Coles is a Canadian bookstore chain owned by Indigo Books and Music. Coles currently serves as Indigo's brand for small-scale bookstores in locations such as shopping malls. Some locations are operated as SmithBooks, and the company has recently begun to open selected small-format locations as "IndigoSpirit".
In 1940, two brothers, Carl Cole and Jack Cole, opened their first bookstore on Bloor Street near Spadina Avenue near the University of Toronto. Prior to opening the store they had operated a "pushcart," buying up textbooks at the end of the school year and reselling them in the fall.
At the age of 11, the Coles were living in foster homes in Detroit and eventually Toronto. With the little amount of money they had, they were able to open their first store (paying rent daily as they could not afford the monthly rent payments). With no retail experience, the Cole brothers turned their store into what was once Canada's largest bookstore chain.
Jack and Carl Cole are also responsible for inventing Coles Notes. Coles Notes began when students at a local high school were having trouble translating a French paper. Jack and Carl hired someone to translate the book and sold over 1,000 copies. The original Coles Notes were typed up by Mrs. Alcorn, and produced by mimeograph machine. (Mrs. Alcorn stayed with Coles Bookstores as long as it remained in the hands of the Coles brothers.) Coles Notes have sold over 80,000,000 copies worldwide, and served as the foundation for the similar Cliffs Notes which are published in the U.S.
Jack Cole was an avid collector of Canadian books, and in the late 1960s started reprinting affordable, paperbound facsimile editions of scarce and rare Canadian history titles, such as George M. Grant's Ocean to Ocean: Sandford Fleming's expedition through Canada in 1872. Previous to the Cole's edition a history buff or student either had to pay a premium for the original edition if it could be found, have access to the rare book collection at a major library, or buy an expensive limited-edition reprint from one a historical society or university press.
Not missing a trick, the Coles established ownership of critical trade names by establishing and registering their use in Canada. They published books under the banner of Waldenbooks, so when K-Mart wanted to introduce their captive book chain into Canada, they found that "Waldenbooks" was already registered and in use. K-Mart was free to set up bookstores, just not Waldenbooks. They followed a similar ploy by having stores do business under the "Borders" name, as a blocking move.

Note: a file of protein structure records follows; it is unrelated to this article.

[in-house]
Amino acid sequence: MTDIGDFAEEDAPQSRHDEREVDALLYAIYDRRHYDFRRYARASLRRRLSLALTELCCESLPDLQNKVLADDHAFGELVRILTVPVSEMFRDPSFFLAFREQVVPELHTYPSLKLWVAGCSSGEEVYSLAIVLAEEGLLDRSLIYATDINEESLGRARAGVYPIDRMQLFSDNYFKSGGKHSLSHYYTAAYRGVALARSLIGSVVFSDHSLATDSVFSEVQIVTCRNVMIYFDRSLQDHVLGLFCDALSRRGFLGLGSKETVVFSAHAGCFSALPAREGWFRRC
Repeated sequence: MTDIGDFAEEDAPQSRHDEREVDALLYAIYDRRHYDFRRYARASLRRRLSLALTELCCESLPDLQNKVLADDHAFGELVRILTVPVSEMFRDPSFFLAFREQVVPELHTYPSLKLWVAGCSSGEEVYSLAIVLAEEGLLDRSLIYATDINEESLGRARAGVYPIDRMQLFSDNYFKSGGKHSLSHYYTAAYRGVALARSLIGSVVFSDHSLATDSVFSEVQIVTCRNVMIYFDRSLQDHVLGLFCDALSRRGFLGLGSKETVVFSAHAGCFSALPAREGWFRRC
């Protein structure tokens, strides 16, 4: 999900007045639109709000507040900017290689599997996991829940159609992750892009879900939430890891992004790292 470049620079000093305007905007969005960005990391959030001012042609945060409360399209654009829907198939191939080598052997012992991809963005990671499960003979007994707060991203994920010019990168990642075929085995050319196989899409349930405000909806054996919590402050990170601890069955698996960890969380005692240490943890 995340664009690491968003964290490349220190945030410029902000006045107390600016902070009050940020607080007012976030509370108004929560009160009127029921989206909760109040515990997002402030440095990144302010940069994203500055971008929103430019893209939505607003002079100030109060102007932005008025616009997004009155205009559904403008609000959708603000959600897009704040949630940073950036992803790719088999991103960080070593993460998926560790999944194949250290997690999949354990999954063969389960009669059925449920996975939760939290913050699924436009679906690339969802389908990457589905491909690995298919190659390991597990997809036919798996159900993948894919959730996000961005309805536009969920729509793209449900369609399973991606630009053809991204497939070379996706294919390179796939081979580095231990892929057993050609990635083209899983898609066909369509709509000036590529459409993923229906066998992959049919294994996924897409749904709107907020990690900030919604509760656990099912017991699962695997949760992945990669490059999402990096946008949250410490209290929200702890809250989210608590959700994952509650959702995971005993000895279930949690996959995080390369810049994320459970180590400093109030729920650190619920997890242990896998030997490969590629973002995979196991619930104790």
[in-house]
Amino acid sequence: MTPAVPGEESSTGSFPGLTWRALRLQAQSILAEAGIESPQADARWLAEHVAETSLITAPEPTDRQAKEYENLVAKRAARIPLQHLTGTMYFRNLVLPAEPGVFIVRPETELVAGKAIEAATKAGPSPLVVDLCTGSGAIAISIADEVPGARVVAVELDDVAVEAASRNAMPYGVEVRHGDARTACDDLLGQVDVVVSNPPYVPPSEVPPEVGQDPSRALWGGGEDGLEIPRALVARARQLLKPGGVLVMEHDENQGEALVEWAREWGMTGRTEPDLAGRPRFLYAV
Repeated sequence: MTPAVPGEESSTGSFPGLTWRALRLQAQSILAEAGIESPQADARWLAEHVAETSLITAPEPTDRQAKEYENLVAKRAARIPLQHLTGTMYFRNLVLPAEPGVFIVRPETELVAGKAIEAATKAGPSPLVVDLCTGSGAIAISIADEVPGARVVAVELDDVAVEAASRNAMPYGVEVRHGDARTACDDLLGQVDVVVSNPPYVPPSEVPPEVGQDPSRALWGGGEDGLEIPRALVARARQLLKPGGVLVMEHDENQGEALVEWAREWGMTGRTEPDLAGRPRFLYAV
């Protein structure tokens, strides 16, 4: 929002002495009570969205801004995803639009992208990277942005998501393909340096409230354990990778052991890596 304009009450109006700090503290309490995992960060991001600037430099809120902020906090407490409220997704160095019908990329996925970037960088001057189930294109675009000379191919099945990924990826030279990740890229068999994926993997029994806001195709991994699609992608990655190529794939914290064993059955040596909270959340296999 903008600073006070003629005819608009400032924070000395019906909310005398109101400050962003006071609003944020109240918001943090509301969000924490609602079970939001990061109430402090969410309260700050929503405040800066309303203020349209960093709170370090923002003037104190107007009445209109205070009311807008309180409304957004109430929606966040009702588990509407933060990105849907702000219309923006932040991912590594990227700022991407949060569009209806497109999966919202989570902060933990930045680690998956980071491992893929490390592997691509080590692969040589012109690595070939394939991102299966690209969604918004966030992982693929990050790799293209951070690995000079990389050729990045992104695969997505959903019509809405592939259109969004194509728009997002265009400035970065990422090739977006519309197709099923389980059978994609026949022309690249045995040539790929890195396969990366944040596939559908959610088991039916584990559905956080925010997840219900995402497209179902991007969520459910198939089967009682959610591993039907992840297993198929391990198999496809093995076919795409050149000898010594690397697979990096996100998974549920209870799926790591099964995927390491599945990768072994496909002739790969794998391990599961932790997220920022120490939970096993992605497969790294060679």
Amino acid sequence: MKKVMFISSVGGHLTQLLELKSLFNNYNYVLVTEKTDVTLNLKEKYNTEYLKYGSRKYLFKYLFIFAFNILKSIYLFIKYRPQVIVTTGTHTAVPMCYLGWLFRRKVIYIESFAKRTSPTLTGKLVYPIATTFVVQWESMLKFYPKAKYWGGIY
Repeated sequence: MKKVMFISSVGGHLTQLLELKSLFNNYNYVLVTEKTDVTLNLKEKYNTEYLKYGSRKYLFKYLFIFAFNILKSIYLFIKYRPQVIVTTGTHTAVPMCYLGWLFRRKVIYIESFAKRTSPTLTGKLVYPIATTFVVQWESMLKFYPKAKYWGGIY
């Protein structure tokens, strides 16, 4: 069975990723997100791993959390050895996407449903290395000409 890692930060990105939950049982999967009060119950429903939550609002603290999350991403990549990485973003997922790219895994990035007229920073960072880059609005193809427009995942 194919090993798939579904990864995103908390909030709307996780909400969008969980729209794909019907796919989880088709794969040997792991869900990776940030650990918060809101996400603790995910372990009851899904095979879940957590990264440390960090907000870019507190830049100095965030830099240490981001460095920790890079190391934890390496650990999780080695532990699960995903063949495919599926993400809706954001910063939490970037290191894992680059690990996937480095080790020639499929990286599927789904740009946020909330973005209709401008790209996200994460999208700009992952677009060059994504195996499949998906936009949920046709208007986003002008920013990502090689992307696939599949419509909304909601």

In addition to the flagship brand, known for many years as "Coles - the Book People!", the company operated the self-proclaimed World's Biggest Bookstore in downtown Toronto, as well as two other bookstore banners, Active Minds and The Book Company.
In 1976, Jack and Carl sold Coles to Southam Inc. In April 1995, Southam resold the company to Pathfinder Capital, which one year earlier had acquired Coles' main rival, SmithBooks. That chain consisted of the former Canadian operations of British bookstore chain W H Smith (1950-1989), which had first been sold to Canadian owners in 1989.
By the mid-1980s there were also "Coles - the Book People!" stores in the United States. In 1987 those stores were bought by K-Mart and they became Waldenbooks stores.
The merged company, Chapters Inc., opened Canada's first two book superstores under the "Chapters" brand in November 1995. The smaller-format bookstores retained their existing names, but over time many of these locations have been converted to the Coles banner. A handful of SmithBooks stores continue to operate as of late 2008, but even in these cases staff uniforms and shopping bags bear the "Coles" name.
Indigo purchased Chapters, and in turn Coles, in 2001. A number of Coles locations continue to operate in Canada as of 2013, primarily in suburban shopping malls, though many have been closed in recent years, especially if located in close proximity to an Indigo or Chapters location, with others converted into IndigoSpirit stores.
In the early 1960s Coles Stores were a combination of a sporting goods store and a stationery and book store. They dropped the sporting goods part of their stores in about 1968.